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As Australia continues to be devastated by the horrendous bushfires - with half a billion animals and perhaps entire species wiped out - there are still a few positive stories, and this is one of them.
The short video shows a car filled with koalas that have been rescued in a car. It was filmed on Kangaroo Island, known as Australia's answer to the Galapagos Islands because of the rich biodiversity present there.
Around half of Kangaroo Island is thought to have been destroyed by the fires. It's estimated that more than 20,000 koalas have died, over half of the island's 50,000-strong population, but these lads made sure it didn't spell the end for at least some of them.
The two boys in question are 19-year-old Micah and 18-year-old Caleb. While we're not exactly sure how many koalas they managed to rescue, they reckon that it's around 20.
Of that number, six of the poor marsupials were orphaned and two of them were mothers with children.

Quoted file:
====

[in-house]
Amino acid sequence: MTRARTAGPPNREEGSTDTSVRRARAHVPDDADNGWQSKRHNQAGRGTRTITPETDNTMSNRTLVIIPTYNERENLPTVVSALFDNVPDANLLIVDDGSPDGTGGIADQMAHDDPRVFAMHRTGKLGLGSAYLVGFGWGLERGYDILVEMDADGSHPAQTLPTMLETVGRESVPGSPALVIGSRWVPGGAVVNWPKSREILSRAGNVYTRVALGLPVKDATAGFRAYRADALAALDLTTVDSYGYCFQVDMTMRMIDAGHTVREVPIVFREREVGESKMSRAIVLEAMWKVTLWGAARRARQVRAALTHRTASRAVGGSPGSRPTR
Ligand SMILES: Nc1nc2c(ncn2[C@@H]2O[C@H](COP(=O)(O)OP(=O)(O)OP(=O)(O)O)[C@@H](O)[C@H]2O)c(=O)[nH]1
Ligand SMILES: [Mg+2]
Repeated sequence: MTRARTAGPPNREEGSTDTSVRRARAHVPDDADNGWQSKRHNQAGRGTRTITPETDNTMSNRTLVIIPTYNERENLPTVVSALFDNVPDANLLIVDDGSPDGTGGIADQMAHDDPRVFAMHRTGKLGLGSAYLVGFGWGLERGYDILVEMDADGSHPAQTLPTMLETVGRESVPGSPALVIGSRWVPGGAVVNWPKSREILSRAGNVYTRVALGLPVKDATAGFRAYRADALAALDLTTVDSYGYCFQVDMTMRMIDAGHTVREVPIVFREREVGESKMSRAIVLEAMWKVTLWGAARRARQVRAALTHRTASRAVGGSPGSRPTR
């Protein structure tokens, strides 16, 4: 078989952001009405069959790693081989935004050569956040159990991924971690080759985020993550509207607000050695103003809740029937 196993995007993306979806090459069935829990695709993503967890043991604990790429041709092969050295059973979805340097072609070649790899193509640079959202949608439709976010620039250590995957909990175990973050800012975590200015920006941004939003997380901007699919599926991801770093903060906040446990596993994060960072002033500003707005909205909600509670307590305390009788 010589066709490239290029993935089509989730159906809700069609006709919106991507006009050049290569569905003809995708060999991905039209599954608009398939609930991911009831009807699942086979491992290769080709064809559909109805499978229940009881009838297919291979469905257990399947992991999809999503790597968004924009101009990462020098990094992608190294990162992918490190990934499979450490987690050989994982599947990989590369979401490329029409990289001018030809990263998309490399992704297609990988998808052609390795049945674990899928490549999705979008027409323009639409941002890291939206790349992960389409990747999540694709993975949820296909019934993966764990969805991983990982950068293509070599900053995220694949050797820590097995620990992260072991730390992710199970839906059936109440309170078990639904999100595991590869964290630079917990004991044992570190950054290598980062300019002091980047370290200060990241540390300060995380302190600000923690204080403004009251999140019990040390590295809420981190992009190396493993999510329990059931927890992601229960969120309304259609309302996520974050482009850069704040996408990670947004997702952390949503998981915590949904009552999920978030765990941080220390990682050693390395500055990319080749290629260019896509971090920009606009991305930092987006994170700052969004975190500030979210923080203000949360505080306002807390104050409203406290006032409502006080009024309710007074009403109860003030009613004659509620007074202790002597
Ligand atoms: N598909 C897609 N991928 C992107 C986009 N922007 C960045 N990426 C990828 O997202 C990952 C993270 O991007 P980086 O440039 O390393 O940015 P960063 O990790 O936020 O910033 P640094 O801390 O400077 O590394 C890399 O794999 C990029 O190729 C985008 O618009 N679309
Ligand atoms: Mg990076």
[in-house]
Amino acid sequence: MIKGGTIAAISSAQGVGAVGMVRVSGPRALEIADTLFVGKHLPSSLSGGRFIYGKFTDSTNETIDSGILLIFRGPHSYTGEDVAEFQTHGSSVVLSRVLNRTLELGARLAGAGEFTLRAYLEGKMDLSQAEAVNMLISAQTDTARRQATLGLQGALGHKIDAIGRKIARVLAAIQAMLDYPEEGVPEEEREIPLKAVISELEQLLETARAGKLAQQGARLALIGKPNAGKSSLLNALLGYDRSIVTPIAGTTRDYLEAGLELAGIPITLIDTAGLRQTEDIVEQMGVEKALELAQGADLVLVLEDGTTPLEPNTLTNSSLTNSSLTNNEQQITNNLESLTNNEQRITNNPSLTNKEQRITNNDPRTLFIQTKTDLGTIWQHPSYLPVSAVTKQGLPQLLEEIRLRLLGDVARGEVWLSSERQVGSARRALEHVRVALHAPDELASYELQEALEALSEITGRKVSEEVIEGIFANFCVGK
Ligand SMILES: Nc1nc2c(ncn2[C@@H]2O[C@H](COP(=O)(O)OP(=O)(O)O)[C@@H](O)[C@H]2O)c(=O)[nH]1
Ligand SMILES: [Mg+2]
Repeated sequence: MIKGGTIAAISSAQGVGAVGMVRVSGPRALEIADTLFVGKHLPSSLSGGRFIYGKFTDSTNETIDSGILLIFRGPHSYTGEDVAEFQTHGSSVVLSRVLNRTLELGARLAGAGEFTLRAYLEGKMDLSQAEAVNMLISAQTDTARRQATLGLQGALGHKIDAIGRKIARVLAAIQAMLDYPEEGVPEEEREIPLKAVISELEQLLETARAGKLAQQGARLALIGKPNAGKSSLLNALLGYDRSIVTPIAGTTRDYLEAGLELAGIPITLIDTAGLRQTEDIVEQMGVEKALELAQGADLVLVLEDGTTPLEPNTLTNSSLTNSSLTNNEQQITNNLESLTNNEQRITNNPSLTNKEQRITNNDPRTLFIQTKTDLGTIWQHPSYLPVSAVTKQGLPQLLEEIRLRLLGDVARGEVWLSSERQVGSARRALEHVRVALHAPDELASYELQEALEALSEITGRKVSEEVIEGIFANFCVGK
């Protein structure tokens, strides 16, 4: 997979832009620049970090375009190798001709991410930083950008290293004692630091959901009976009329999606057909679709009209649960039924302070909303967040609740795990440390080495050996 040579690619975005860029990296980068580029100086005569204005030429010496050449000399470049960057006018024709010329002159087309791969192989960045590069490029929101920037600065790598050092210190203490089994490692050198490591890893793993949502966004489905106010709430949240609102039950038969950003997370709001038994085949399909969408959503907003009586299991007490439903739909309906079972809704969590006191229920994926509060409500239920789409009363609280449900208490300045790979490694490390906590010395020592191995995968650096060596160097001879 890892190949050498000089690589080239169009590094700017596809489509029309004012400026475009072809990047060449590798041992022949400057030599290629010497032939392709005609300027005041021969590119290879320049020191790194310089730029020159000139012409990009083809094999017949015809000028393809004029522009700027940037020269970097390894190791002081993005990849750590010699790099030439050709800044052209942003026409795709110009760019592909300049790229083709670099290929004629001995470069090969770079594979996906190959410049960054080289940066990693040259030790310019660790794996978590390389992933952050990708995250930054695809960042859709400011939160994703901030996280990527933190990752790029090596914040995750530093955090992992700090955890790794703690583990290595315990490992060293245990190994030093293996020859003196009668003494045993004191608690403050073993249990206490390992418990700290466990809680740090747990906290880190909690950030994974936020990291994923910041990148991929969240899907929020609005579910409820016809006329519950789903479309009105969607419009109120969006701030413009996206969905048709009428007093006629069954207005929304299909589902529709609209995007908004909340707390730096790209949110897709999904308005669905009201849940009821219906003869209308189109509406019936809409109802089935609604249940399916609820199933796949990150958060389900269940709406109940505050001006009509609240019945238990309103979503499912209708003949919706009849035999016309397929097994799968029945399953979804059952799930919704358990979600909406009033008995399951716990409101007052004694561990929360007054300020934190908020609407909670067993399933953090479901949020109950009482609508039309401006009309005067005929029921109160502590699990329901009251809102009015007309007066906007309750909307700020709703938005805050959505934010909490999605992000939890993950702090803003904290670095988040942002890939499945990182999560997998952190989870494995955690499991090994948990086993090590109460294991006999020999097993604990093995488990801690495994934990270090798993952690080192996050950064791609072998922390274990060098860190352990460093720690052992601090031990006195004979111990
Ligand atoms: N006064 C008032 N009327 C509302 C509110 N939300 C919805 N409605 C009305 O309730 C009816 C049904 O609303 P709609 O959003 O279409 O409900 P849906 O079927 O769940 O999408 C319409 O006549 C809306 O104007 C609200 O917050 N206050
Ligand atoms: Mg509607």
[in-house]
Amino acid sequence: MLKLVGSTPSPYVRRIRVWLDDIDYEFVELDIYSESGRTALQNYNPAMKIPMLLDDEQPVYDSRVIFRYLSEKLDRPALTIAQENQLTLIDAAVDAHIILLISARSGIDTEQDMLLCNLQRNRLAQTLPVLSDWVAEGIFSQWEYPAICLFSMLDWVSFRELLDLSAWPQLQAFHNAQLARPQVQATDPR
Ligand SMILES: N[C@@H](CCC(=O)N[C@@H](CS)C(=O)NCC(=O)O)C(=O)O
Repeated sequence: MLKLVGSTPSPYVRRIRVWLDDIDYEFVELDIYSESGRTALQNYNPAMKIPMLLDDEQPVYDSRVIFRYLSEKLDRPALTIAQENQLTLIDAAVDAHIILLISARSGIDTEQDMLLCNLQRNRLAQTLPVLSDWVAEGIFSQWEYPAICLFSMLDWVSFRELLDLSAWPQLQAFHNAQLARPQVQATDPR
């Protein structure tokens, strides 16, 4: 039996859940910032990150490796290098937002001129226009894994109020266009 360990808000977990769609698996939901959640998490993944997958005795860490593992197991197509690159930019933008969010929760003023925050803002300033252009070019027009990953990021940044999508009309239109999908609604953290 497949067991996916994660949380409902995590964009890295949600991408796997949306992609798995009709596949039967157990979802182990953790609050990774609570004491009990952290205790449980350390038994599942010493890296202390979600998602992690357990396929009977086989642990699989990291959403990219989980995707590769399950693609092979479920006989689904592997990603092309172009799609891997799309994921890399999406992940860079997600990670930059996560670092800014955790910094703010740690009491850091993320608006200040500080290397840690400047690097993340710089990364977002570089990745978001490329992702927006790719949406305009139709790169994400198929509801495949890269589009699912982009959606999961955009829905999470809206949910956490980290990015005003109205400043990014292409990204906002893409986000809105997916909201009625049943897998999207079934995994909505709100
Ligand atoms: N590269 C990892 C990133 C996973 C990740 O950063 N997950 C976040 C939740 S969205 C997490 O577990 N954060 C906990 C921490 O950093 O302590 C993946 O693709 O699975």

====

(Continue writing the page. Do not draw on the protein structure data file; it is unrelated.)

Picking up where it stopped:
As well as rescuing them, they're going to look after them until they can return to the wild, and refuse to take them off the island because it would further hurt an already decimated local population.
Obviously, they couldn't rescue all of them and had to choose which of the stricken creatures most needed their help.
Their cousin, who shared the video originally, said they left behind any animals that seemed to be OK.
They worked on the criteria that any animals that didn't have burns and were active, mature and responded quickly were still able to fend for themselves. That meant more vulnerable koalas were the first to be saved.
However, while they were rescuing them they saw first-hand the horrific damage that is being done. They reported that around 60 percent of the koalas they came across had burned to death, while one fifth of the koalas they saved died within the first day due to their injuries.
Still, among all of the horror, there are people out there trying to make a difference for the better.
The video was shared on Reddit with the caption: "Amid the terrible bushfires in Australia, my cousins went out and saved as many koalas as they could. Good on 'em."
Good on 'em is right.
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